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Oprah says her 1st menopause symptom affected her heart — and no doctors caught it

The media legend, 69, opened up about her perimenopause experience during a panel conversation about menopause airing on
Oprah Winfrey attends the Los Angeles Red Carpet Premiere Event for Hulu's "The 1619 Project" at Academy Museum of Motion Pictures on January 26, 2023 in Los Angeles, California.
Winfrey said a female doctor put her on heart medication for the heart palpitations she experienced during perimenopause. Axelle / Bauer-Griffin / FilmMagic
/ Source: TODAY

Oprah Winfrey is opening up about the difficulty she faced getting answers from medical professionals about one commonly overlooked perimenopause symptom.

The OWN founder, 69, revealed during an April 5 panel conversation about menopause that doctors never explained to her that the heart palpitations she began experiencing in her late 40s were likely caused by entering menopause.

"I never had a hot flash in my life. Never had one ... but I started (menopause) at 48 with heart palpitations. And I went from doctor to doctor, literally five different doctors," said Winfrey. “At one point, a female doctor had given me, first of all, an angiogram and put me on heart medication and never once mentioned that this could be menopause or perimenopause."

The media legend told her panelists — which included NBC News contributor Maria Shriver, actor Drew Barrymore, Dr. Sharon Malone, Dr. Heather Hirsch and Dr. Judith Joseph — that she ended up accidentally learning about the connection in a book.

"I just happened to be in the office one day and opened a book and saw 'heart palpitations symptoms of perimenopause.'"

Winfrey invited a panel of women to talk about the perimenopause and menopause experience.Philip Friedman / Oprah Daily

Winfrey said her perimenopause symptoms also included classic signs of brain fog.

“I remember going through a period where I just felt like whatever ... and could not concentrate reading, which is my favorite thing to do,” she said. “I couldn’t focus long enough.

“A friend who was going through (menopause) said, ‘Do you find yourself not concentrating?’ And I was like, ‘Yeah.’ ‘Do you feel that you’re duller than you used to be?’ ‘Yeah,’” Winfrey recalled.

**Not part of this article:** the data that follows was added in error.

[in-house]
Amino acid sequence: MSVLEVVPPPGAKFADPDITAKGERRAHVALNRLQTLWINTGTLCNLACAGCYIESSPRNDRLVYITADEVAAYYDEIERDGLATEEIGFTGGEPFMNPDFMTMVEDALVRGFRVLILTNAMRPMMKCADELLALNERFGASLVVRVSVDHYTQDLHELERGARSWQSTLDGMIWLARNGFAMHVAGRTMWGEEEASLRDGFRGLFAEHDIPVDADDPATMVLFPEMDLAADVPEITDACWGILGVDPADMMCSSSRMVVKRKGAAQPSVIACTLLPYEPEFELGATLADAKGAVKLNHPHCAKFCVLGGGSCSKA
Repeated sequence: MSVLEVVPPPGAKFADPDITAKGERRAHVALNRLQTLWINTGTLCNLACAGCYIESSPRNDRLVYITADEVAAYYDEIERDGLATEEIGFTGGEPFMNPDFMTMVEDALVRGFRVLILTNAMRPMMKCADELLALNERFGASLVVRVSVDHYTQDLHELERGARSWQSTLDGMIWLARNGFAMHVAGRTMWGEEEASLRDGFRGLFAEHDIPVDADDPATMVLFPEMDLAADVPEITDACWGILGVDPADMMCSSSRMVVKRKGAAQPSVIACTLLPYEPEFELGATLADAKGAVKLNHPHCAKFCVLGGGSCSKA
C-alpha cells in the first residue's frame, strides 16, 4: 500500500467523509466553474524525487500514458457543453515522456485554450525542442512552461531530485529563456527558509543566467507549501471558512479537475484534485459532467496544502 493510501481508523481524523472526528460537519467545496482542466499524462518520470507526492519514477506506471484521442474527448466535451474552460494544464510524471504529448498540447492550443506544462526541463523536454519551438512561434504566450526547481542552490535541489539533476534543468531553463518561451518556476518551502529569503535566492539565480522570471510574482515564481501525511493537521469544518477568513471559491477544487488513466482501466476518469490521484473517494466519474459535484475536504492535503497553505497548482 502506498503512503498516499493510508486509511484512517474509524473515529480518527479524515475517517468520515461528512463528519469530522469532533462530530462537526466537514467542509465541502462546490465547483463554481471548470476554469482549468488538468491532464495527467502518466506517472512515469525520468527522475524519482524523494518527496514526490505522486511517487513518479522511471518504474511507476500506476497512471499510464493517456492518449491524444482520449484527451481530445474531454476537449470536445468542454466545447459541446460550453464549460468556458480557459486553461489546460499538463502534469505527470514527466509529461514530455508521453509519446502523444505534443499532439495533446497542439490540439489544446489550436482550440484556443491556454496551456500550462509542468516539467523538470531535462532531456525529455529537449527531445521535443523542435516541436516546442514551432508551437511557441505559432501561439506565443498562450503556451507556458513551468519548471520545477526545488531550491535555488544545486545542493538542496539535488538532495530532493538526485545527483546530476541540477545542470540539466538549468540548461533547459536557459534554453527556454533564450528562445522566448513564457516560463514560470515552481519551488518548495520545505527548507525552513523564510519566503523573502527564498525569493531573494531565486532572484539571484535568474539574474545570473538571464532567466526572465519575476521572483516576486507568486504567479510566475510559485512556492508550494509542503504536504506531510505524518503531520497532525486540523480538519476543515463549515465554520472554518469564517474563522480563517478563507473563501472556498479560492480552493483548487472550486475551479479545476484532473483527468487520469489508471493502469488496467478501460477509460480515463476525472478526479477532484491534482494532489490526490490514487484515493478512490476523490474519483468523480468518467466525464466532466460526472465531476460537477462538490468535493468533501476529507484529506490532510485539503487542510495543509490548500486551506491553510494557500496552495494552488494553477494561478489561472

Shriver said that, in her research and reporting on menopause, she's found that many doctors misdiagnose the mental symptoms.

“Most people at Oprah’s age, when they would go (to the doctor), a lot of times, they’re like, ‘You need antidepressants.’ They diagnose you with depression and that midlife depression anxiety. And they don’t even ask you or tell you that this could be a symptom of being perimenopausal,” said Shriver.

Winfrey responded, “I would’ve for sure been headed for depression had I not been on estrogen.”

Perimenopause is also called the “menopausal transition,” said Malone, chief medical advisor of Alloy, which provides online menopause treatment.

“(It’s) where you’re going between your peak fertility years to the end of your fertility at menopause,” she continued, adding that the transition can take anywhere between four and 10 years.

Perimenopause symptoms can include hot flashes, vaginal dryness, sleep disturbances and brain fog, and they “start well in advanced of your last menstrual period,” said Malone.

Menopause, on the other hand, is a fixed point in time.

“Menopause actually starts the moment you have your last period,” Malone said. “It’s confirmed by going another 12 months and not getting another period.”

Malone said she avoids using the term postmenopausal “because you are menopausal forever. ... You’re never over it. (We) will be in it for, if we’re lucky, a third of our lives.”